Welcome to Issue 47!
Welcome to the 47th edition of the International House Journal.
We have our usual selection of practical and informative articles this time round and I’d like to thank all those who expressed an interest in writing for us. We cannot publish everyone but do endeavour to work with writers toward publication and so I am happy to welcome some first-time IH Journal writers in this edition. We also welcome Simon Cox of IH General Plan Shanghai to the management column.
Another welcome development is the IH Journal Blog being back up and running after its recent hiatus and I’m very happy to restart the blog with regular IH Journal contributor Maria Conca’s post on Project-Based Learning. You can find Maria’s post, and all previous posts, on the blog page here. We will publish blog posts more regularly than full editions and so if you have an idea for post, please get in touch.
Moving back to the journal, our younger learners section has an article by regular columnist Xana de Nagy musing on how procedures we learn at early stages in our careers stay with us. Teacher Training columnist Arthur Laing writes about how and how much a trainer should intervene in lesson planning and feedback on initial training courses, key areas in which the type of procedures Xana writes about are learnt. As ever, Arthur’s ideas lead us to question our practices as trainers and reflect on our own internalised training procedures, something we should all bear in mind. Amy Gowers also mentions the importance of established procedures in her article about teaching teenagers, answering some teachers’ questions as she writes.
There are some other links between articles in this edition. Derek Keever considers lesson aims and what these add (or detract) from a lesson, and Raul Paul Farguell has a related piece on a project to use can-do statements in IH BKC Moscow. Though quite different, both articles prompt reflection on how and why we write lesson aims, thinking about implications for the learners too. In management, Simon Cox uses the recent example of the problems at Boeing to illustrate how what we aim to do in fixing a problem may not be the best solution. As Simon notes, we should be grateful our aims as teachers and ELT managers do not cause problems like Boeing’s.
Moving into the classroom, Ethan Mansur and Miguel Talag share some best practices for using PowerPoint in class, something many can learn from (as anyone who has sat through a bad PowerPoint presentation can attest to). Anastasia Nefedova has some ideas for working with large monolingual classes and Hall Houston invites us to consider what it would be like to give learners more choices. Damien Marwood shares his experiences in teaching learners from East Asia, with some classroom tips for those having trouble getting their learners speaking (tips that would work in any classroom). We also have an excellent piece by Emma Gowing building on the relatively recent developments in going beyond simply testing comprehension in listening lessons. Tanya Khudoyerko adds reading to this edition to complete the receptive skills, taking a look at what skimming is and how to help learners with it. Last but not least for classroom ideas, Christopher Walker has an enjoyable article on Folk Etymologies and shares a comprehensive lesson plan to download from his blog. I am also happy to welcome Laura Zúñiga to the Journal and thank her for her writing about using songs in the Spanish language classroom.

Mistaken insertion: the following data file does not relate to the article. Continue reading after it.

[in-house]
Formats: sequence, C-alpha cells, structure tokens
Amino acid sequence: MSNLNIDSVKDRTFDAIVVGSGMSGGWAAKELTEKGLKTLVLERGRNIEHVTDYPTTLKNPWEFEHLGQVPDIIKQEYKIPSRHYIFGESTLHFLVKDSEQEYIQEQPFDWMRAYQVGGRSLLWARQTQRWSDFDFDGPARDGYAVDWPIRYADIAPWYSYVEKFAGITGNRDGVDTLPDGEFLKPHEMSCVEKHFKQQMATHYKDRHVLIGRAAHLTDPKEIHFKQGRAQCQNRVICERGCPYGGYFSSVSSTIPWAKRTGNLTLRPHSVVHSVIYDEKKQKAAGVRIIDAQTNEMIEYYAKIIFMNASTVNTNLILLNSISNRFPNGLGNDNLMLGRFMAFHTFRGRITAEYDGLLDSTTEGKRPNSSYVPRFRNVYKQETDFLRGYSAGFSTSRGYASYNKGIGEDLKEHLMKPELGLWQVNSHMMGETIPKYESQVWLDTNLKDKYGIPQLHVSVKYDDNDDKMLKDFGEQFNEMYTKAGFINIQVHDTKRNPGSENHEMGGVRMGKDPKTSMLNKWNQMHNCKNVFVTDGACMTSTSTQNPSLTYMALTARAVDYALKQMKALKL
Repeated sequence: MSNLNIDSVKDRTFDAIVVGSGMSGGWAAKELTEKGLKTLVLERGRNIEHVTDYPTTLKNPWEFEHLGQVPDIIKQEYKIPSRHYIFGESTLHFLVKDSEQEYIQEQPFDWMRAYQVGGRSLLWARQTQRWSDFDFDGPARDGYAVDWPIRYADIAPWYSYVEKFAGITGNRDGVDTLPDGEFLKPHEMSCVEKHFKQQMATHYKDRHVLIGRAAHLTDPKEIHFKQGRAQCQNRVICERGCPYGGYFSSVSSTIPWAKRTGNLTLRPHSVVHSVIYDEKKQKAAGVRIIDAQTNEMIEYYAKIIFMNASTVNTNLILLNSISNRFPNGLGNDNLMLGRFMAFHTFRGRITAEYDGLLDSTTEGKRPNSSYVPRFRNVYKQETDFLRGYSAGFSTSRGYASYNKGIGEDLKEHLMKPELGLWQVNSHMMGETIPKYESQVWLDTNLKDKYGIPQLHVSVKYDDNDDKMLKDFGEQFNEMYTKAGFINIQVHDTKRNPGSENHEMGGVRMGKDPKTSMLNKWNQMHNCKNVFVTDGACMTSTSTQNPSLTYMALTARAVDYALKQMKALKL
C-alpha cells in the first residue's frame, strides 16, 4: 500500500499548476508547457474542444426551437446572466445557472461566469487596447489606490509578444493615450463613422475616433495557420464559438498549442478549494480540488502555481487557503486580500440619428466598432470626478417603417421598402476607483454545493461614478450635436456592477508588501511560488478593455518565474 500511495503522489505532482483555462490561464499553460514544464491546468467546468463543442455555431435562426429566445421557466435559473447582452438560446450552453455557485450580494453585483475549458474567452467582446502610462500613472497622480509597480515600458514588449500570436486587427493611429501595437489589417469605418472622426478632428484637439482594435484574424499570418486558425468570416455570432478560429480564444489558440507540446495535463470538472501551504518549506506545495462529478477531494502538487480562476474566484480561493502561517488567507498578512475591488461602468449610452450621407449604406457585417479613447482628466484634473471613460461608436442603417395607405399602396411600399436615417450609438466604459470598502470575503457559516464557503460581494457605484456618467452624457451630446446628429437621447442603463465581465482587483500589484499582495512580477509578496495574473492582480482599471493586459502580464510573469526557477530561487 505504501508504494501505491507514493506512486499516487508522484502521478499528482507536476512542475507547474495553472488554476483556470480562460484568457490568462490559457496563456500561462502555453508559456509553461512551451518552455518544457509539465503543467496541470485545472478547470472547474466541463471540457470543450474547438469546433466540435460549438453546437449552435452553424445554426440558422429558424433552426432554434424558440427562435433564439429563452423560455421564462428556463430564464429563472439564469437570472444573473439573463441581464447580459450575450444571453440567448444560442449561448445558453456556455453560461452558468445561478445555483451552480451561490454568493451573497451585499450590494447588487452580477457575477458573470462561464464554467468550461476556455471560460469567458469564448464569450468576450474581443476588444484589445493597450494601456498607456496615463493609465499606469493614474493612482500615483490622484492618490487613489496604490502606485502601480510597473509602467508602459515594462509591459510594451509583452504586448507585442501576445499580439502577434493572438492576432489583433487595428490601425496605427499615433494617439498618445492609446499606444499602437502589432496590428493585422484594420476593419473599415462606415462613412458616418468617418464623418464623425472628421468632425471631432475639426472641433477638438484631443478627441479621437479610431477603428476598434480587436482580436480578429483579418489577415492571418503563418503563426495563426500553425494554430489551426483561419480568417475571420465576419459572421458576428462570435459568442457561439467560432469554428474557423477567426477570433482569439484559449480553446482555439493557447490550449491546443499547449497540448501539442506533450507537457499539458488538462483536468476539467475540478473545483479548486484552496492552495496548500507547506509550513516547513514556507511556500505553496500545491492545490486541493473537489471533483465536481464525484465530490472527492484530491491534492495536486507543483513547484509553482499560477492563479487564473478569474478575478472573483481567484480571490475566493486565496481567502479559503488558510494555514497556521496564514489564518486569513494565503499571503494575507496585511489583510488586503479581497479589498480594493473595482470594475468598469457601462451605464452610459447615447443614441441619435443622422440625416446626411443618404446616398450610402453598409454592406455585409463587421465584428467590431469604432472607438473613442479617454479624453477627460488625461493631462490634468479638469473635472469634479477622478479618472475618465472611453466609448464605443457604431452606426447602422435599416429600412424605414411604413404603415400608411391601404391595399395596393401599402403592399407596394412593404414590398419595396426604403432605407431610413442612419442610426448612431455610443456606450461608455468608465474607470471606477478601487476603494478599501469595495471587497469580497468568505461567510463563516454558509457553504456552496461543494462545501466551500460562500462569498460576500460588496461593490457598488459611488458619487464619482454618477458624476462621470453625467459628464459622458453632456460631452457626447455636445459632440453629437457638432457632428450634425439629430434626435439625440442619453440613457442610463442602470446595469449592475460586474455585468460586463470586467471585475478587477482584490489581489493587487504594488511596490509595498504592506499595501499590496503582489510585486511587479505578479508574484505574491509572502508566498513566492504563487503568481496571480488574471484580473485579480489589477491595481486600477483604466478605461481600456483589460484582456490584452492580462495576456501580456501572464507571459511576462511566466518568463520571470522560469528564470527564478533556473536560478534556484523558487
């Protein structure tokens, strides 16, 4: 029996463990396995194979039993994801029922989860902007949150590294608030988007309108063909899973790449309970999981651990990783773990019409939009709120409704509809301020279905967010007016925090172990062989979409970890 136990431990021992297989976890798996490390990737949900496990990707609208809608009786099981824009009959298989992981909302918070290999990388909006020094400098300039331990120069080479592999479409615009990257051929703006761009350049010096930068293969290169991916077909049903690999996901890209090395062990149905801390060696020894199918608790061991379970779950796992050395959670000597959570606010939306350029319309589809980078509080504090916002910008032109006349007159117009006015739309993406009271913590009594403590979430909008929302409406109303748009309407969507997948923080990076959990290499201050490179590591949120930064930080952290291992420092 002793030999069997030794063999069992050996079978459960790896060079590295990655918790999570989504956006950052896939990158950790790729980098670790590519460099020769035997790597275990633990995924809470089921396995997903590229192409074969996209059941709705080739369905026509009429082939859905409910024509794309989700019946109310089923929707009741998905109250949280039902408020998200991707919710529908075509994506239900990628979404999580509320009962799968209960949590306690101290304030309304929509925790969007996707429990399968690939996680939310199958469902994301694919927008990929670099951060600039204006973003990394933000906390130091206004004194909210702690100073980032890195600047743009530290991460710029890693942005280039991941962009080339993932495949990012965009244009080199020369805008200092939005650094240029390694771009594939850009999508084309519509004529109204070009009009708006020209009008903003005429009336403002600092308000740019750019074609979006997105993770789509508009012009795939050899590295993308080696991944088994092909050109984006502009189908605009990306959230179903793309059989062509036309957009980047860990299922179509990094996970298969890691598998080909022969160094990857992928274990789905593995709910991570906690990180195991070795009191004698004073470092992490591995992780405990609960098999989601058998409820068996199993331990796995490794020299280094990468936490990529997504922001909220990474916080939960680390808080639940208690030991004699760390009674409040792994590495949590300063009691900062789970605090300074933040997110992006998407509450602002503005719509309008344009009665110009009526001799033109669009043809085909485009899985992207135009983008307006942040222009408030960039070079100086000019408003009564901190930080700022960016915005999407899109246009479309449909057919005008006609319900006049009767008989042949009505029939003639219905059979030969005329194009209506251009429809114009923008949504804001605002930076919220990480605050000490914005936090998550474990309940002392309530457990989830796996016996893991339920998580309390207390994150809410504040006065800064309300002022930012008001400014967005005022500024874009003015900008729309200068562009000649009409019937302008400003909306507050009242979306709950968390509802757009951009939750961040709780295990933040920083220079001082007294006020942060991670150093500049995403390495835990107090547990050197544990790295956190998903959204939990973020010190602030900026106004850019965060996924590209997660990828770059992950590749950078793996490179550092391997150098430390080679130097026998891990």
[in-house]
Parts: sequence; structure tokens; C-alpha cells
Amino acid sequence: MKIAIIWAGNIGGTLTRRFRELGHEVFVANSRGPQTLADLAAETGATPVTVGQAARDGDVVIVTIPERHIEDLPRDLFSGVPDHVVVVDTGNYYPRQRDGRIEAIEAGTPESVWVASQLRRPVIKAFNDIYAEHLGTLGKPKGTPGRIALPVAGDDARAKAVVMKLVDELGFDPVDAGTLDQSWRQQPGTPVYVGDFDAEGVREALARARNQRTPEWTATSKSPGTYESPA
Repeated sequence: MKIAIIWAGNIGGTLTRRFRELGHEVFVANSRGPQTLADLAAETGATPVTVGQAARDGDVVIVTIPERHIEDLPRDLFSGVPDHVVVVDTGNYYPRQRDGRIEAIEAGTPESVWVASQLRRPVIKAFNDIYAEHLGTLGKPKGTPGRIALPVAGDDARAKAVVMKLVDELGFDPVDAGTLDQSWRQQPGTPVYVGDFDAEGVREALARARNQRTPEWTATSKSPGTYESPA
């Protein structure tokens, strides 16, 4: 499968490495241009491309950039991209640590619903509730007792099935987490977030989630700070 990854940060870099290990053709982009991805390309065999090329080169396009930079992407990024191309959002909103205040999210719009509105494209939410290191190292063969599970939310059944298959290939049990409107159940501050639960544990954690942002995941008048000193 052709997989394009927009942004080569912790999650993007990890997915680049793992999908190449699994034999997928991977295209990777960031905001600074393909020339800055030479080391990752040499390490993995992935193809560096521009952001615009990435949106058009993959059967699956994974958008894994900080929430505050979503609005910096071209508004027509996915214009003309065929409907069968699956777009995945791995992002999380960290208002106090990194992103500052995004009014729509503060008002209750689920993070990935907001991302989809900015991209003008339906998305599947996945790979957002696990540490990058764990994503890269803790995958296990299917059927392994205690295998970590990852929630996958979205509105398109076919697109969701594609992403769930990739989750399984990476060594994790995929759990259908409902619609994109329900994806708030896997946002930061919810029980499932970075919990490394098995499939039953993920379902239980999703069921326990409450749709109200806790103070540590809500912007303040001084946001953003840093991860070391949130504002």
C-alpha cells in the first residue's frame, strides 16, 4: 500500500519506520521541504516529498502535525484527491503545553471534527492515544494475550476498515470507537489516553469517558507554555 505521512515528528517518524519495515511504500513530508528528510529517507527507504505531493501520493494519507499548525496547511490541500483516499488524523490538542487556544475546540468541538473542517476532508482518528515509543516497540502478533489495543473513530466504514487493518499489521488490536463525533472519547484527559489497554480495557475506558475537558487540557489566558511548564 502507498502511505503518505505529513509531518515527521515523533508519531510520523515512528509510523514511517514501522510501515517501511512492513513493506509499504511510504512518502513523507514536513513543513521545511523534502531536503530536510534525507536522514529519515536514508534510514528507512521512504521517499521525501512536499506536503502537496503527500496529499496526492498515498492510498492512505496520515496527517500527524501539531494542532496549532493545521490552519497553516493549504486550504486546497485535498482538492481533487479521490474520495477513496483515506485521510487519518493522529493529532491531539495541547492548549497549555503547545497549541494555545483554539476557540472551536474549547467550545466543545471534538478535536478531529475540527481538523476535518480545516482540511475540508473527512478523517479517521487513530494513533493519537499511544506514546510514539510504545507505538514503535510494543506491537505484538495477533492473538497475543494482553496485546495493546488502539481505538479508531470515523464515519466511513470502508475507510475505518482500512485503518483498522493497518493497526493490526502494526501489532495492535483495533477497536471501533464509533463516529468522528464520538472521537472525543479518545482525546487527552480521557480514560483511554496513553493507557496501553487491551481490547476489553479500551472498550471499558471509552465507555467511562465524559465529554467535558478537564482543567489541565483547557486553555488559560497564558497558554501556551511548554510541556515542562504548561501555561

Finally, Sandy Millin has some more advice for teachers struggling with work-life balance, and Rory Duncan continues the theme by thinking about what could cause teachers to fail (or burn out), drawing inspiration from a recent book on the life of junior doctors in the UK. Keith Armstrong completes the management section by drawing comparisons between lesson observations and school/centre inspections, with some good advice on best practice.
So, there should be something for everyone. Thank you to all our writers and to you for reading. We will be back in the spring and so our next call for papers will not be until next year. It’s been a busy 2019 and, though not over yet, I’ll take this early opportunity to wish all our readers the best for the new year.
Editor's bio: Chris Ożóg is a teacher, teacher trainer and writer, based in the wonderful city of Kobe, Japan. He’s been involved in English Language Teaching for long enough now to have white hairs appearing, usually working for International House, and is the current editor of the IH Journal. Chris also tutors on online training courses with NILE, Bell, IHWO, and Distance Delta.